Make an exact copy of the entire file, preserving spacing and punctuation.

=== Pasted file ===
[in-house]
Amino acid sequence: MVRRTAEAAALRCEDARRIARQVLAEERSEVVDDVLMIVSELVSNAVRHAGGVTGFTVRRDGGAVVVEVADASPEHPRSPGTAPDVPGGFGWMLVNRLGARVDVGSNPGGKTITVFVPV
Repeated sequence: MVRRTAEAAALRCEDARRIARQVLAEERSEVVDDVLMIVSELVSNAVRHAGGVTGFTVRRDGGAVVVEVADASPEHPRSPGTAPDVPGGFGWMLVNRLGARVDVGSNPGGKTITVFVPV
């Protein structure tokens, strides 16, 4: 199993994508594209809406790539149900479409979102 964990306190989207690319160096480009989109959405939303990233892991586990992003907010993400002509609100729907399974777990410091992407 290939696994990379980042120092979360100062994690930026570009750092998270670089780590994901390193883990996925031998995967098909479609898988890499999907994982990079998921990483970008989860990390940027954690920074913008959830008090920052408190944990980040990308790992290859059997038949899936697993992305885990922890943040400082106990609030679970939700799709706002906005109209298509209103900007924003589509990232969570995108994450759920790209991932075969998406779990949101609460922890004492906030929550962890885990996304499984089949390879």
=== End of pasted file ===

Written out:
[in-house]
Amino acid sequence: MVRRTAEAAALRCEDARRIARQVLAEERSEVVDDVLMIVSELVSNAVRHAGGVTGFTVRRDGGAVVVEVADASPEHPRSPGTAPDVPGGFGWMLVNRLGARVDVGSNPGGKTITVFVPV
Repeated sequence: MVRRTAEAAALRCEDARRIARQVLAEERSEVVDDVLMIVSELVSNAVRHAGGVTGFTVRRDGGAVVVEVADASPEHPRSPGTAPDVPGGFGWMLVNRLGARVDVGSNPGGKTITVFVPV
């Protein structure tokens, strides 16, 4: 199993994508594209809406790539149900479409979102 964990306190989207690319160096480009989109959405939303990233892991586990992003907010993400002509609100729907399974777990410091992407 290939696994990379980042120092979360100062994690930026570009750092998270670089780590994901390193883990996925031998995967098909479609898988890499999907994982990079998921990483970008989860990390940027954690920074913008959830008090920052408190944990980040990308790992290859059997038949899936697993992305885990922890943040400082106990609030679970939700799709706002906005109209298509209103900007924003589509990232969570995108994450759920790209991932075969998406779990949101609460922890004492906030929550962890885990996304499984089949390879």